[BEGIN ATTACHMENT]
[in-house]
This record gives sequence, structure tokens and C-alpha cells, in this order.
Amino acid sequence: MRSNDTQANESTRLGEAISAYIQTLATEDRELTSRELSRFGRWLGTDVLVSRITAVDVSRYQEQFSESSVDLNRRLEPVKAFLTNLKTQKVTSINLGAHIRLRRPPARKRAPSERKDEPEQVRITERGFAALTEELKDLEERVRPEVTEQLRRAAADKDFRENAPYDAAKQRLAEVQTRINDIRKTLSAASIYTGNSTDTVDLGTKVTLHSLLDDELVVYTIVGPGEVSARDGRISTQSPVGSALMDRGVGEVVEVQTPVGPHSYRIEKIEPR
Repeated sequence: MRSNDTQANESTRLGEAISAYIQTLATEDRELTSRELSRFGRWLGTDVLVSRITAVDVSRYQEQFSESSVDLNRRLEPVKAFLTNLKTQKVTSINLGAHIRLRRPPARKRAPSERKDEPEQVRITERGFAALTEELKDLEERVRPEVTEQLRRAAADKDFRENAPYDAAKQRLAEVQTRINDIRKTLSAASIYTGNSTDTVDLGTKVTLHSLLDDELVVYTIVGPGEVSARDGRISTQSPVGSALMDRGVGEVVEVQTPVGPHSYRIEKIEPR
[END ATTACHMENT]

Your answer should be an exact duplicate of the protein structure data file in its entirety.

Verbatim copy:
[in-house]
This record gives sequence, structure tokens and C-alpha cells, in this order.
Amino acid sequence: MRSNDTQANESTRLGEAISAYIQTLATEDRELTSRELSRFGRWLGTDVLVSRITAVDVSRYQEQFSESSVDLNRRLEPVKAFLTNLKTQKVTSINLGAHIRLRRPPARKRAPSERKDEPEQVRITERGFAALTEELKDLEERVRPEVTEQLRRAAADKDFRENAPYDAAKQRLAEVQTRINDIRKTLSAASIYTGNSTDTVDLGTKVTLHSLLDDELVVYTIVGPGEVSARDGRISTQSPVGSALMDRGVGEVVEVQTPVGPHSYRIEKIEPR
Repeated sequence: MRSNDTQANESTRLGEAISAYIQTLATEDRELTSRELSRFGRWLGTDVLVSRITAVDVSRYQEQFSESSVDLNRRLEPVKAFLTNLKTQKVTSINLGAHIRLRRPPARKRAPSERKDEPEQVRITERGFAALTEELKDLEERVRPEVTEQLRRAAADKDFRENAPYDAAKQRLAEVQTRINDIRKTLSAASIYTGNSTDTVDLGTKVTLHSLLDDELVVYTIVGPGEVSARDGRISTQSPVGSALMDRGVGEVVEVQTPVGPHSYRIEKIEPR